Christie Says He Underestimated Difficulty of Post-Sandy RebuildBy
Governor says he chose the wrong contractor and wasted a year
Welcoming Obama to the state was his best decision, he says
New Jersey Governor Chris Christie said his biggest mistake in the aftermath of Superstorm Sandy was underestimating the time and complexity involved in rebuilding 365,000 damaged homes.
Political considerations in choosing the company to oversee the repairs led Christie to go with the lowest bid, even though a more costly rival appeared to be more competent, he said Wednesday during a Bloomberg Live conference marking the five-year anniversary of the storm. He dismissed the first company after a year and hired the other firm, he said.
“My instinct was that bid’s too low, but if you take the higher bid, everyone says he took the higher bid, the fix is in,” said Christie, 55, whose term ends in January. “It was the single biggest mistake we made in Sandy recovery.”
Christie said today’s political climate is so polarized that it could interfere with efforts to recover from a disaster such as Sandy, which caused $32 billion of damage to the state, and about $70 billion, including New York and Connecticut.
About 1,400 families are still not back in their homes, Christie said Wednesday during an interview on Bloomberg TV.
“Until those families are home, I’m not going to be satisfied,” he said.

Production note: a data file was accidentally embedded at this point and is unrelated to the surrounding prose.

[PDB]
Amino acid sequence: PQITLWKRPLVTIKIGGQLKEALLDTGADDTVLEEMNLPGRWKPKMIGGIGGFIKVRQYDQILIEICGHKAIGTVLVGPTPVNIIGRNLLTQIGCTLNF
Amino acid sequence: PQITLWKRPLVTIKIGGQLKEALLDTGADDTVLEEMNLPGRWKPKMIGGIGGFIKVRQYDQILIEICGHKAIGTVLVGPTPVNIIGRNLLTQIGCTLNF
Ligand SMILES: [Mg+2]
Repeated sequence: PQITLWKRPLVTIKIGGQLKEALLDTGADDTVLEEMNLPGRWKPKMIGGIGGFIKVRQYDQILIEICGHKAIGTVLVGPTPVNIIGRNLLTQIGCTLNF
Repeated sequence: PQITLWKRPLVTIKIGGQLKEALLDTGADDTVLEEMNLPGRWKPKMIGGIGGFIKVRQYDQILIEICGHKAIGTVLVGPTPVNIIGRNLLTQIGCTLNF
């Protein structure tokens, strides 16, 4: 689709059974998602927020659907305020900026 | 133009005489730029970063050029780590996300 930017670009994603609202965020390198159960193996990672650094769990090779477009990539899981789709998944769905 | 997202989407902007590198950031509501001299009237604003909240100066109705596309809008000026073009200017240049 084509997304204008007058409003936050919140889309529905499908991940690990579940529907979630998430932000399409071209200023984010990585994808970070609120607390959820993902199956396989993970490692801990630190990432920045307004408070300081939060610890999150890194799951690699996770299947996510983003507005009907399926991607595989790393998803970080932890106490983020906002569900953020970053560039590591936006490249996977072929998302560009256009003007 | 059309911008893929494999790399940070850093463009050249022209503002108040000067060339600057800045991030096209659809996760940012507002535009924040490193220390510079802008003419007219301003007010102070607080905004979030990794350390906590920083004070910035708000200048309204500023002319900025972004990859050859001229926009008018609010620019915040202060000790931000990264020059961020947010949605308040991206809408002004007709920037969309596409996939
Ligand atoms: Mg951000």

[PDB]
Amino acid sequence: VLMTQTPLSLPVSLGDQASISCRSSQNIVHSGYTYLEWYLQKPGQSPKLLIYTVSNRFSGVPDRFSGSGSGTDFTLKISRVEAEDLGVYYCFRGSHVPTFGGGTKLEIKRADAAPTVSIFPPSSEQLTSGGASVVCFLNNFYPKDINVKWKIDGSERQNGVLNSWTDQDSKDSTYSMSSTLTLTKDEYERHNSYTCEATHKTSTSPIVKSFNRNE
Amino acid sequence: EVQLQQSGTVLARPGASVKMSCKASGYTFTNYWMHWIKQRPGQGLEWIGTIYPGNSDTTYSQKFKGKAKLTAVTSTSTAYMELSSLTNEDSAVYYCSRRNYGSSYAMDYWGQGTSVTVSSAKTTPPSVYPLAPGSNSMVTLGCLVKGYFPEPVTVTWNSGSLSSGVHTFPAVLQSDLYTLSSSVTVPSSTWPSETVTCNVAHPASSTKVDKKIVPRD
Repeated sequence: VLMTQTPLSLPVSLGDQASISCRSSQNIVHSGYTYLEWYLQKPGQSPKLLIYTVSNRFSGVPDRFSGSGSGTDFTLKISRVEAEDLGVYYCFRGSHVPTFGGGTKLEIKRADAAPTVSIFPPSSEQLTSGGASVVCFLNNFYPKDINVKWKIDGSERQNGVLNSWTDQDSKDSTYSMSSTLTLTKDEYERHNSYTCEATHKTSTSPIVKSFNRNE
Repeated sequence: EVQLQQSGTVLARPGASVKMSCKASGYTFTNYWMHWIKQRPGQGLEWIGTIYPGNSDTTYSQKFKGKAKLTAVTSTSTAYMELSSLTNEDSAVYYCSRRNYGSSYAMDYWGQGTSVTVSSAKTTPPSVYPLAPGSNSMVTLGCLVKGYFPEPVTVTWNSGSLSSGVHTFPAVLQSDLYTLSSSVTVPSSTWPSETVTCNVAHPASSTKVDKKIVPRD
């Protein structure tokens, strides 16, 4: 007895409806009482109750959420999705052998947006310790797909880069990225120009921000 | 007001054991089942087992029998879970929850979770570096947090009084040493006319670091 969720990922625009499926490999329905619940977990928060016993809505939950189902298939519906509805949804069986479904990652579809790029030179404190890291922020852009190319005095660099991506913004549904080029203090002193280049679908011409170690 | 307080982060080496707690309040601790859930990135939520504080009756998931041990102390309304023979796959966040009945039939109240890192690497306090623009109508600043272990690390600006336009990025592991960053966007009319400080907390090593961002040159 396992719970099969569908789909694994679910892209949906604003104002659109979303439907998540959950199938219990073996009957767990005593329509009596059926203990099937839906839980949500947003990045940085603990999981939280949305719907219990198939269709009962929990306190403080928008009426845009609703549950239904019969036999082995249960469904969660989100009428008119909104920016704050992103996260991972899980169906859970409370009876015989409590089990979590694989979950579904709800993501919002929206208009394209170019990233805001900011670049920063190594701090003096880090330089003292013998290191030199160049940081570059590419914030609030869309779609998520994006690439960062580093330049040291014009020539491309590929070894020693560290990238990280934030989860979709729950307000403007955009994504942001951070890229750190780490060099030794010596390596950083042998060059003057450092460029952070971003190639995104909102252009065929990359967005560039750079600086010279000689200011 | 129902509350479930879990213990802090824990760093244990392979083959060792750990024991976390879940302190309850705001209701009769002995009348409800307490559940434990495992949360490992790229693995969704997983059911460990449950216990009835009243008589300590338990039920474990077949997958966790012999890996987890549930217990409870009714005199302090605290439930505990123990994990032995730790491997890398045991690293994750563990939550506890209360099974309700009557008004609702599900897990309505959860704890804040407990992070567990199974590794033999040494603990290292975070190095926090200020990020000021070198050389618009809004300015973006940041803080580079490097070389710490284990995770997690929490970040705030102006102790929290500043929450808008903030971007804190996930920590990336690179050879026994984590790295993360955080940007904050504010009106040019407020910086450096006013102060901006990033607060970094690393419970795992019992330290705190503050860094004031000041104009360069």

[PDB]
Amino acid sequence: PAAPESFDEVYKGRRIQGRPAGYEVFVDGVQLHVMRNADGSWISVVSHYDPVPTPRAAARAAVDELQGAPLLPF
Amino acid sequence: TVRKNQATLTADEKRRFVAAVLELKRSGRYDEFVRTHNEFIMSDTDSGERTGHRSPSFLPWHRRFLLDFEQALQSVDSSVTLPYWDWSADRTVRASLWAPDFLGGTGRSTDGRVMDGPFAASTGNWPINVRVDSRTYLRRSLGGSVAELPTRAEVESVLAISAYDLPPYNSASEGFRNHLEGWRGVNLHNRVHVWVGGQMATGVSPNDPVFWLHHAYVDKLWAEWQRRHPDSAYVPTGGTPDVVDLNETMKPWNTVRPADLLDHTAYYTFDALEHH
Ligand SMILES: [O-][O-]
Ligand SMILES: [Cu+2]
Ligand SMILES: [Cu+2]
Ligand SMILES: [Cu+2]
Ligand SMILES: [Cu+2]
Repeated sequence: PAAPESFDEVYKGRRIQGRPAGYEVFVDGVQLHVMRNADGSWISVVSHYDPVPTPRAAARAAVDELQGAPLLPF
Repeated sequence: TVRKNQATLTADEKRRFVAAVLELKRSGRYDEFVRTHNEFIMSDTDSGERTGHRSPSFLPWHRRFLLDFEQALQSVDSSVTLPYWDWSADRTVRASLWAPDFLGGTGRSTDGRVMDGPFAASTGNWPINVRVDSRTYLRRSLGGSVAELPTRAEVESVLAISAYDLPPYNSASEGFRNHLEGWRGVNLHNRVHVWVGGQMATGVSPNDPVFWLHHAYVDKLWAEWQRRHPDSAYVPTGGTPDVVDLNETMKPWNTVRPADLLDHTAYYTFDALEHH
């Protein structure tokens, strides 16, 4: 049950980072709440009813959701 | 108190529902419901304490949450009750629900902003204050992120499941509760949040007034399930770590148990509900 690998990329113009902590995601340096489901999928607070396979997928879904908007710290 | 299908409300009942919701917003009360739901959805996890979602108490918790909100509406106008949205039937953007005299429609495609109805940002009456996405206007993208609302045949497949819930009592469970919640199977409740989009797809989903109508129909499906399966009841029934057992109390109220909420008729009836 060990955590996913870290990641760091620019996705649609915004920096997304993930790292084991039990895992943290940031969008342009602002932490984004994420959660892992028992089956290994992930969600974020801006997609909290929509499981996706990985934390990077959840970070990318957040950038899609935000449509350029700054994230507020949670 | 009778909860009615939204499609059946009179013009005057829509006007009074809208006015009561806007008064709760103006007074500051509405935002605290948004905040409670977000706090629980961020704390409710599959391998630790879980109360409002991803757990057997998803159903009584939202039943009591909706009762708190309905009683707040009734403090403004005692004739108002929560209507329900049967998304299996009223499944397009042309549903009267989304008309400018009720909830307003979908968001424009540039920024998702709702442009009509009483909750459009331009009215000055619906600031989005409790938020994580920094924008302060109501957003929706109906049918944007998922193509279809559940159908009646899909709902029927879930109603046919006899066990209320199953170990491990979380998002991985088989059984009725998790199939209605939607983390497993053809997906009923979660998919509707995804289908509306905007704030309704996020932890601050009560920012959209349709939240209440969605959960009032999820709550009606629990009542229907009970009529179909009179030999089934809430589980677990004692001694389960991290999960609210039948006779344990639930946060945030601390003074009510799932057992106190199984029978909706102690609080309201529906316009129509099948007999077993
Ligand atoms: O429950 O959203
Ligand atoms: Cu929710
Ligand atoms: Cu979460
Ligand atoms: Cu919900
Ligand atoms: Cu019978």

Still, Christie said he was pleased with his administration’s response to the storm, and that New Jersey is stronger now than it was when Sandy struck. Jeff Tittel, director of the New Jersey Sierra Club, an environmental group, disputed Christie’s comments.
“The Christie Administration has done nothing to curb over-development and sprawl that make residents vulnerable to flooding and storm surges; they have also failed to address climate change that makes storms more severe,” Tittel said in a statement. “Christie is like the captain of the Titanic taking a victory lap of the ship before it sinks.”
Christie said his successor will have to finish the resilience projects he started. Those include protective dunes along the shore, as well as construction of separate electric grids for New Jersey Transit, the state’s trauma hospitals and its wastewater-treatment plants, which were forced to discharge untreated sewage waste into rivers after Sandy.
The governor blamed Carmen Yulin Cruz Soto, the mayor of San Juan, Puerto Rico, for getting involved in a fight with President Donald Trump over the pace of disaster relief after Hurricane Maria. Although Trump characterized the mayor’s comments as playing politics, she characterized them as a plea for help.
“She’s an executive, too, she’s the mayor,” Christie said. “If we don’t rise above politics, if we don’t focus on the job at hand, people are going to die in the worse-case scenario and in the best case scenario their lives are going to be put on hold indefinitely.”
Christie contrasted her statements with his own actions in welcoming then-Democratic President Barack Obama to New Jersey days after Sandy hit, and eight days before the 2012 presidential election, even though he was one of Republican candidate Mitt Romney’s most active surrogate campaigners.
“I heard more about that moment from Republican primary voters than I heard about anything else,” Christie said, recalling his failed run for the Republican presidential nomination in 2016. Obama gave him his personal phone number, and set a rule that any phone call from the Christie administration to the federal government had to be returned within two hours, the governor said.
“It was the single biggest act of loyalty to my state that I ever performed,” Christie said, recalling that he also told Obama, “‘By the way, just so that we’re clear, you know I’m not voting for you next Tuesday.”’